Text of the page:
A former underground water tank audaciously converted into a luxury home has been placed on the market for £895,000.
Forget the usual features you can expect to find in a home because The Reservoir is anything but your typical property.
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The property in Sidmouth has been put up for sale - but more than £600,000 cheaper than the £1.5 million asking price five years ago.
The residence was created by Ann and Robert Hardy, who converted a disused water tank in a Grand Designs-style project.
The original Woolbrook Reservoir consisted of an underground water tank, and the original walls are still visible from the garage and store room.
The property was originally put up for sale with an asking price of £1.5million in 2012 when the couple decided to downsize after Robert had an accident at work.
If its name isn't a big enough clue, then another giveaway is that unless you know where you're going you'll never come across it because it is cleverly concealed out of sight.
The final descent to The Reservoir is up a private road set between two bungalows.
The road branches to the right leading to a dead end and all that's visible is a black double garage door next to a green door built into what appears to be a hillside.
It is surprisingly the front door of The Reservoir.
What lies beyond is an architectural gem unlike anything you will have ever seen before, or are ever likely to again.
The tunnel entrance leads to a curved glass wall looking into a circular courtyard.It then becomes apparent the entire house is circular shaped reflecting its former use – a reservoir built in the 1960s.
When it was no longer required by South West Water, the land was put up for sale, together with planning permission to build a six-bedroom freehold property using very ambitious, futuristic architecture and structural engineering.
What was once a large water tank is now a house instead.
It took two years to build and watching its transformation throughout each stage were owners Ann and Robert.
Speaking to the Echo in 2012, Ann recalled the first time they set eyes on the site in 2008, The Exeter and Express Echo reports.
"It literally was just an empty concrete water tank," she said. "The top was completely covered and it was completely round.
"Sometimes they have them built above ground but this one you couldn't see anything.
"The best way of describing it was just a green hill.
"As soon as we saw the artist's impression looking from the very top we decided we liked it and wanted it."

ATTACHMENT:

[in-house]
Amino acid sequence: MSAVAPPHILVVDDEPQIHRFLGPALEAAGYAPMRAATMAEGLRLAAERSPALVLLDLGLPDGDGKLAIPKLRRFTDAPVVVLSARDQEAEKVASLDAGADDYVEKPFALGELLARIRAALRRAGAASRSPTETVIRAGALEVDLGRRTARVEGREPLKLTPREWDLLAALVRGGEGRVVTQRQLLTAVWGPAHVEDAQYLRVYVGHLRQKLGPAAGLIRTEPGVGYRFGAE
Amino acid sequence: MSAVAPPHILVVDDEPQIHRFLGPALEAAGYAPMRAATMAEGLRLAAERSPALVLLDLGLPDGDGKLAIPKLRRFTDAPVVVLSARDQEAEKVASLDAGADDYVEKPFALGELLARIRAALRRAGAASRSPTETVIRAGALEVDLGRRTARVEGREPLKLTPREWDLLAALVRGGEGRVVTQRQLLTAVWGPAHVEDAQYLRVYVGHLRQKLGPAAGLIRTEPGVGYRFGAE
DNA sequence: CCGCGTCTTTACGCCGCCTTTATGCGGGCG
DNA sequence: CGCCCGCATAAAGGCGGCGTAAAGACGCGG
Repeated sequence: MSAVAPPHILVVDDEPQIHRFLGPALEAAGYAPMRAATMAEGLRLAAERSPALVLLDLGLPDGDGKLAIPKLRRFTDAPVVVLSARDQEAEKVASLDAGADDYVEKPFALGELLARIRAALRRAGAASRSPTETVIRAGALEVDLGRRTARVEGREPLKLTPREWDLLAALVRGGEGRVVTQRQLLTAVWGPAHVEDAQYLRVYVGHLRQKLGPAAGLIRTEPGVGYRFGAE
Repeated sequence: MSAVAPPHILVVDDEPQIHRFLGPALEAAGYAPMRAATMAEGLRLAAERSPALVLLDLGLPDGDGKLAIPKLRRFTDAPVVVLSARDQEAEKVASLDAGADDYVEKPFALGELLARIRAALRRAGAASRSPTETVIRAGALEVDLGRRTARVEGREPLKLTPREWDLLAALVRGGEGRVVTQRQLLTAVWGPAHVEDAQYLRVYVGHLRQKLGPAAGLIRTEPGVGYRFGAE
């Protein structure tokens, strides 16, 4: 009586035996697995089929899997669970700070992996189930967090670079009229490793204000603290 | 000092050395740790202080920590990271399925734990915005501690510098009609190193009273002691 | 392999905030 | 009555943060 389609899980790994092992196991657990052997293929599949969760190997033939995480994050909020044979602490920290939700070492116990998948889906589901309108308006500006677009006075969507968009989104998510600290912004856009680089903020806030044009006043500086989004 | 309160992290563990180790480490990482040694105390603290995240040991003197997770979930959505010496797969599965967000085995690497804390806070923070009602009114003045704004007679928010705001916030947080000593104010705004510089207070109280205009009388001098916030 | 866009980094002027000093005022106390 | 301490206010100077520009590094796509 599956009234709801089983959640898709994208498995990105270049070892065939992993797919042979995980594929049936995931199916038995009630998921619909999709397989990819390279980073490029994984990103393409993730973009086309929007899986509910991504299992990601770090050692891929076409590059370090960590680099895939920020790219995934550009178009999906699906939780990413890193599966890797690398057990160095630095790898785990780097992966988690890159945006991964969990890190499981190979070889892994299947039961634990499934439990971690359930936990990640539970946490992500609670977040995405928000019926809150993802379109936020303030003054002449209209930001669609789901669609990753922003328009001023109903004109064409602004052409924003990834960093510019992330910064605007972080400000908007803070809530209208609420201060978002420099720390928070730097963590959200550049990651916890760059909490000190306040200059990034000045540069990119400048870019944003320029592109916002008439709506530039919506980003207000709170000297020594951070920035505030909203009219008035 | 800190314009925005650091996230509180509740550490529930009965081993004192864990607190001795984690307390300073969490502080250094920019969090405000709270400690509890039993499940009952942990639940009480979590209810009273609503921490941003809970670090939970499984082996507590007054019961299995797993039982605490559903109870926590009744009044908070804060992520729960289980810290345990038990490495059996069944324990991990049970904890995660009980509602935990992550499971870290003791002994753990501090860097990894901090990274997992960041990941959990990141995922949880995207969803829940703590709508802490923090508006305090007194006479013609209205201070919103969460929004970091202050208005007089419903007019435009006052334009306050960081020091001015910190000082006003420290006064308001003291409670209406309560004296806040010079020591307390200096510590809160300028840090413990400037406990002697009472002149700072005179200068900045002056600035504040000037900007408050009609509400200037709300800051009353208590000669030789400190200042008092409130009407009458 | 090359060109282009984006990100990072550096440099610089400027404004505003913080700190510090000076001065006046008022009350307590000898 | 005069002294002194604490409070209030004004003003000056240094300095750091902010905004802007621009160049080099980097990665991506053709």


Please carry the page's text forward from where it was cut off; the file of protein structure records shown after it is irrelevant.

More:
Despite a vast amount of interest, Ann and Robert managed to secure their dream home and weren't afraid of taking on such a big project.
"It wasn't our first new build," admits Ann.
"The only other one we've done was before this was an old barn we converted in Cornwall so this is completely different. I suppose The Reservoir is old in a way but it always makes me feel like it's new.
"It was their architects who had the real vision of what could be done with it otherwise we wouldn't have known where to start. You never really know what it's going to turn out like but I suppose everyone who builds their own house says that.
"It was nice seeing it come to life and when the glass went in it was just amazing. It completely transformed it and that's when it became a home rather than a building site."
What stands on the site today is almost an exact replica of what the original architect envisaged.
The unusual front door remains one of the Hardys' favourite parts of the design.
Ann said: "I like the surprise factor when you arrive at the door and when you walk in it's like 'wow'. I love the space it offers and yet it feels really homely. It's great having a house with different areas you can go to and having so much space means there's no need to try and cram things in.
"I also love the open-planness of it, but you've also got rooms that are completely private which I suppose is the best of both worlds. My favourite room is my walk-in wardrobe. It means I can find things!"
It's flexible and the Hardy's have used its versatility to create a games room, gym, and upstairs reading corner in the mezzanine gallery.
Also offering flexibility is its two acres of grounds.
It has a south facing garden and is wooded in part and sown with wildflowers.
The house blends into the hilltop as it has an artificial roof and it enjoys views across Sidmouth.
The property is on the market with Bradleys Estate Agents.